Pennsylvania is one of six battleground states that many believe may ultimately decide the presidential election.

The states include Arizona, Florida, Michigan, North Carolina and Wisconsin, which together with Pennsylvania hold 101 Electoral College votes.

Whoever wins a majority of the total 538 Electoral College votes will become the next U.S. president. Trump won all six battleground states in 2016.

He said he expects to do better this year. In 2016, he won 306 Electoral College votes despite losing the popular vote to Hillary Clinton.

"I think we will top it," Trump said in a telephone interview with U.S. cable network Fox News.

The president claimed he was winning Florida and Arizona "very big" while also doing "very well" in North Carolina and Pennsylvania.

"I think we have a very solid chance of winning," he said.

Trump, later visiting a Republican election campaign headquarters in Arlington, Virginia, said he expected to see the outcome of Tuesday's election later in the day, insisting the voters have the right to know the result on the day of election.

"We have a big night planned. We're going to have a very big night," said Trump.

Unlike in past elections, however, the winner of Tuesday's presidential election may not be declared for days, if not weeks, partly because of the record number of mail-in votes.

Many states do not allow the counting of mail-in ballots until after the end of the election, while some accept late-arriving mail-in votes that are postmarked by the day of the election.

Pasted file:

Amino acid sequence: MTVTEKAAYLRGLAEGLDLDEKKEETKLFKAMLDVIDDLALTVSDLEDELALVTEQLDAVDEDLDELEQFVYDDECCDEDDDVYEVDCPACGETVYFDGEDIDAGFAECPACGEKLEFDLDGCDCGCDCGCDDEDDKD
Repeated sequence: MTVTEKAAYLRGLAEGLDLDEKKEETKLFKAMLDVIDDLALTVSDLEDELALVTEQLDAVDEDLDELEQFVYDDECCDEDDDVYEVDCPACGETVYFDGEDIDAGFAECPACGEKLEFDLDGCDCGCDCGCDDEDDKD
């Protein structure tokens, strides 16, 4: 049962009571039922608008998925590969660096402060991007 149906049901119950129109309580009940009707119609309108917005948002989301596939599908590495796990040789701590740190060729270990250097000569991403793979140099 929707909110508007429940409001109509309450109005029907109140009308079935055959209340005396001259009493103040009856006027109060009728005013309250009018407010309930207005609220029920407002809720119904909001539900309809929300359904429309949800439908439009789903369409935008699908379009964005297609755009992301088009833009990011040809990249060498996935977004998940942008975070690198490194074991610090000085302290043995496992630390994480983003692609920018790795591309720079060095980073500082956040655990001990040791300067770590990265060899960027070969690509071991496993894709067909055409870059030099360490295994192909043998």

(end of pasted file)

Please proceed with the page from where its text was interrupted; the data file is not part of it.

The captured image from the website of U.S. cable news network C-Span shows U.S. President Donald Trump speaking during a visit to a party campaign headquarters in Arlington, Virginia, on Nov. 3, 2020. (PHOTO NOT FOR SALE) (Yonhap)

Some also believe Trump may dispute the results should he find himself losing.

He has repeatedly claimed the only way he is going to "lose this election is if this election is rigged," leaving many suspecting that he may challenge the outcome regardless of the vote tally if he does not win.

The race between Trump and Biden is also being closely watched by many countries, including South Korea, as the stark difference between their views on nearly every issue points to drastic changes in how the U.S. will interact with the rest of the world over the next four years.